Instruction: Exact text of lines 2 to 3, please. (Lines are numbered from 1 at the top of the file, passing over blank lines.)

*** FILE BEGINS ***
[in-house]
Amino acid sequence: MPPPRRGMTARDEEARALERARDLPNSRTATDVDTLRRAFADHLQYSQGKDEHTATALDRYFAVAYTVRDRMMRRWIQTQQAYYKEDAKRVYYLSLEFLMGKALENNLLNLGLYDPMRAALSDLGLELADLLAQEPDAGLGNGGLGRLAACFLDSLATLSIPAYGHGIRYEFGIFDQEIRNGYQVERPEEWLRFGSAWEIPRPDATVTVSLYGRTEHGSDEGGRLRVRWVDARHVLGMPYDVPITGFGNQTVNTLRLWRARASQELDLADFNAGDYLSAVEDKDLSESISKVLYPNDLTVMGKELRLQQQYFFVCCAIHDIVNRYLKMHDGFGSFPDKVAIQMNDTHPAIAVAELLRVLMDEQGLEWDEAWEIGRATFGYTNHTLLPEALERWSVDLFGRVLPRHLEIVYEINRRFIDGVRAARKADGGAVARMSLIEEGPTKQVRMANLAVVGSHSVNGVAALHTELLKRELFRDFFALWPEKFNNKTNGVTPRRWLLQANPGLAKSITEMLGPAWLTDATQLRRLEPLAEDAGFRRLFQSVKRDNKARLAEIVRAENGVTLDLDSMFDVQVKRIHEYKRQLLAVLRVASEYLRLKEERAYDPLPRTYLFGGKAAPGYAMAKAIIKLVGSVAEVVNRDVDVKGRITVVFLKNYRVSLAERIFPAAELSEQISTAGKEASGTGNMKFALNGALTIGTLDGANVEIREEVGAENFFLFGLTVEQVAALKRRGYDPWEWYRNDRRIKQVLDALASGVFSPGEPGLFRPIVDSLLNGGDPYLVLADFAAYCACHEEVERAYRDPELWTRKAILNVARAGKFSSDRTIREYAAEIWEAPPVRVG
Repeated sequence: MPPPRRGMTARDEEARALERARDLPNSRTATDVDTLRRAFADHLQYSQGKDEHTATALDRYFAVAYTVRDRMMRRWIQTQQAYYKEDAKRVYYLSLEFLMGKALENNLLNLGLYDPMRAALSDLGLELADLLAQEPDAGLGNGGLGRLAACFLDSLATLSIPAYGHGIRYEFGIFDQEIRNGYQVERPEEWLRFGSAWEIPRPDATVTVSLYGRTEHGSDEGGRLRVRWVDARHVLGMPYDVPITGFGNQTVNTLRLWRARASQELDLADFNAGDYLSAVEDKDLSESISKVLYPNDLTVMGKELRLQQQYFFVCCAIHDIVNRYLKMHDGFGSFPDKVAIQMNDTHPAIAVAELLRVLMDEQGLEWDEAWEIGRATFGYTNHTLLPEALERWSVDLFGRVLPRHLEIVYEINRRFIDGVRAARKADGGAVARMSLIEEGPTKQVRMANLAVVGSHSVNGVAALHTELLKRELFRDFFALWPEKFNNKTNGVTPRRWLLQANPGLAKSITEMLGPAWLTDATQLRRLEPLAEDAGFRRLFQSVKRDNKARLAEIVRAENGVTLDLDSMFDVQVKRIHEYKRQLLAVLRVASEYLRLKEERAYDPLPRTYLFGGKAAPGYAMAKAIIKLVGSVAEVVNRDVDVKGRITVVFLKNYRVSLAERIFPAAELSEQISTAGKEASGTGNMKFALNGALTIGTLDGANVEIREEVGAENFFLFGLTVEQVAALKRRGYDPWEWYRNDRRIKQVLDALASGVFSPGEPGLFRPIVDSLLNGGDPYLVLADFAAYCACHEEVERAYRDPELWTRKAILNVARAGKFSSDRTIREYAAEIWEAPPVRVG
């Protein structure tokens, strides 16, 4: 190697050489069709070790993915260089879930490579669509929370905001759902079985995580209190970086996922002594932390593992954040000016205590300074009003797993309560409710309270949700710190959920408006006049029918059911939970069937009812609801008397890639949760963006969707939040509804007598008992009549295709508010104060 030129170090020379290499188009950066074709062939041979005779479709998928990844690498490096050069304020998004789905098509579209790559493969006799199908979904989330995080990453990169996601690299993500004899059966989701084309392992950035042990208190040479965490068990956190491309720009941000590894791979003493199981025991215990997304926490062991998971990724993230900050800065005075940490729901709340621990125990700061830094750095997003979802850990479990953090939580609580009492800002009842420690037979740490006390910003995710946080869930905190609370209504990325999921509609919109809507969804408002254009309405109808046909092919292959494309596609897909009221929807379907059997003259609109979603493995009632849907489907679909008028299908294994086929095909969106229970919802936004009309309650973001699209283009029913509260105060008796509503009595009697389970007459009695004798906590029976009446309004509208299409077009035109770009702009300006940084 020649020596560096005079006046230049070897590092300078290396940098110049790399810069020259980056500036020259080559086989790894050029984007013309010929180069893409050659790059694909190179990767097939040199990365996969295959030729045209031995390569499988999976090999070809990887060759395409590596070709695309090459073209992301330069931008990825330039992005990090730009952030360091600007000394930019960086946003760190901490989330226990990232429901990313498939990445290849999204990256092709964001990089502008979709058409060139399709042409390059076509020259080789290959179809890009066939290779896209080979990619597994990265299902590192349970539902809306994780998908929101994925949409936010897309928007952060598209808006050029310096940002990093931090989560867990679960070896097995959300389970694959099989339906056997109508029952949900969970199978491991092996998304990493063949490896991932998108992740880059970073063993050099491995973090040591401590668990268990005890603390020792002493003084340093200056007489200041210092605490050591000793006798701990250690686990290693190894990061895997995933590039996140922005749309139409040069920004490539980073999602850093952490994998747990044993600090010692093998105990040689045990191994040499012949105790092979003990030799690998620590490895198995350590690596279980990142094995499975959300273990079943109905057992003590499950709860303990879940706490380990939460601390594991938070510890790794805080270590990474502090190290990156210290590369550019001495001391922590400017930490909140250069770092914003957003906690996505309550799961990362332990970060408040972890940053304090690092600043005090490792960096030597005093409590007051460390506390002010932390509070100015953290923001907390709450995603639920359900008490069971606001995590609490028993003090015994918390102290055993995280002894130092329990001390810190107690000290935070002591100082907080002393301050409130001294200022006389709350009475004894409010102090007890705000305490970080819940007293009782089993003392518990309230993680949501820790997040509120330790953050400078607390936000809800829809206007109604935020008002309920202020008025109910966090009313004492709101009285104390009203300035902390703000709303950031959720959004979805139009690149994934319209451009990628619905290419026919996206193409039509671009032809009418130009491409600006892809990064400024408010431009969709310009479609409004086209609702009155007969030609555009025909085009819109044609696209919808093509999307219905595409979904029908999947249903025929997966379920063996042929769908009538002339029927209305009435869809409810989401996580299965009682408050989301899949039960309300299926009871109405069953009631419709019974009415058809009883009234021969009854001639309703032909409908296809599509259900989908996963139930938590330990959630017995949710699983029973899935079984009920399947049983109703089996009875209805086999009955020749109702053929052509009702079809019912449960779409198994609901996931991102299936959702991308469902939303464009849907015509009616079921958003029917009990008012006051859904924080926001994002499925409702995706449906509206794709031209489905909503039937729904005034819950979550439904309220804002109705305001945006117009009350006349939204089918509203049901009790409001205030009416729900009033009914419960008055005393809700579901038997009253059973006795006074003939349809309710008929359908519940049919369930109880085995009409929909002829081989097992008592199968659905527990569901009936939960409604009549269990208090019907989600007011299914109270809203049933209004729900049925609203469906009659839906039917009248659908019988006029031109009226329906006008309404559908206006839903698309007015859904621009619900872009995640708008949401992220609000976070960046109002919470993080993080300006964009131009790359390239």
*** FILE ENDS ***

Amino acid sequence: MPPPRRGMTARDEEARALERARDLPNSRTATDVDTLRRAFADHLQYSQGKDEHTATALDRYFAVAYTVRDRMMRRWIQTQQAYYKEDAKRVYYLSLEFLMGKALENNLLNLGLYDPMRAALSDLGLELADLLAQEPDAGLGNGGLGRLAACFLDSLATLSIPAYGHGIRYEFGIFDQEIRNGYQVERPEEWLRFGSAWEIPRPDATVTVSLYGRTEHGSDEGGRLRVRWVDARHVLGMPYDVPITGFGNQTVNTLRLWRARASQELDLADFNAGDYLSAVEDKDLSESISKVLYPNDLTVMGKELRLQQQYFFVCCAIHDIVNRYLKMHDGFGSFPDKVAIQMNDTHPAIAVAELLRVLMDEQGLEWDEAWEIGRATFGYTNHTLLPEALERWSVDLFGRVLPRHLEIVYEINRRFIDGVRAARKADGGAVARMSLIEEGPTKQVRMANLAVVGSHSVNGVAALHTELLKRELFRDFFALWPEKFNNKTNGVTPRRWLLQANPGLAKSITEMLGPAWLTDATQLRRLEPLAEDAGFRRLFQSVKRDNKARLAEIVRAENGVTLDLDSMFDVQVKRIHEYKRQLLAVLRVASEYLRLKEERAYDPLPRTYLFGGKAAPGYAMAKAIIKLVGSVAEVVNRDVDVKGRITVVFLKNYRVSLAERIFPAAELSEQISTAGKEASGTGNMKFALNGALTIGTLDGANVEIREEVGAENFFLFGLTVEQVAALKRRGYDPWEWYRNDRRIKQVLDALASGVFSPGEPGLFRPIVDSLLNGGDPYLVLADFAAYCACHEEVERAYRDPELWTRKAILNVARAGKFSSDRTIREYAAEIWEAPPVRVG
Repeated sequence: MPPPRRGMTARDEEARALERARDLPNSRTATDVDTLRRAFADHLQYSQGKDEHTATALDRYFAVAYTVRDRMMRRWIQTQQAYYKEDAKRVYYLSLEFLMGKALENNLLNLGLYDPMRAALSDLGLELADLLAQEPDAGLGNGGLGRLAACFLDSLATLSIPAYGHGIRYEFGIFDQEIRNGYQVERPEEWLRFGSAWEIPRPDATVTVSLYGRTEHGSDEGGRLRVRWVDARHVLGMPYDVPITGFGNQTVNTLRLWRARASQELDLADFNAGDYLSAVEDKDLSESISKVLYPNDLTVMGKELRLQQQYFFVCCAIHDIVNRYLKMHDGFGSFPDKVAIQMNDTHPAIAVAELLRVLMDEQGLEWDEAWEIGRATFGYTNHTLLPEALERWSVDLFGRVLPRHLEIVYEINRRFIDGVRAARKADGGAVARMSLIEEGPTKQVRMANLAVVGSHSVNGVAALHTELLKRELFRDFFALWPEKFNNKTNGVTPRRWLLQANPGLAKSITEMLGPAWLTDATQLRRLEPLAEDAGFRRLFQSVKRDNKARLAEIVRAENGVTLDLDSMFDVQVKRIHEYKRQLLAVLRVASEYLRLKEERAYDPLPRTYLFGGKAAPGYAMAKAIIKLVGSVAEVVNRDVDVKGRITVVFLKNYRVSLAERIFPAAELSEQISTAGKEASGTGNMKFALNGALTIGTLDGANVEIREEVGAENFFLFGLTVEQVAALKRRGYDPWEWYRNDRRIKQVLDALASGVFSPGEPGLFRPIVDSLLNGGDPYLVLADFAAYCACHEEVERAYRDPELWTRKAILNVARAGKFSSDRTIREYAAEIWEAPPVRVG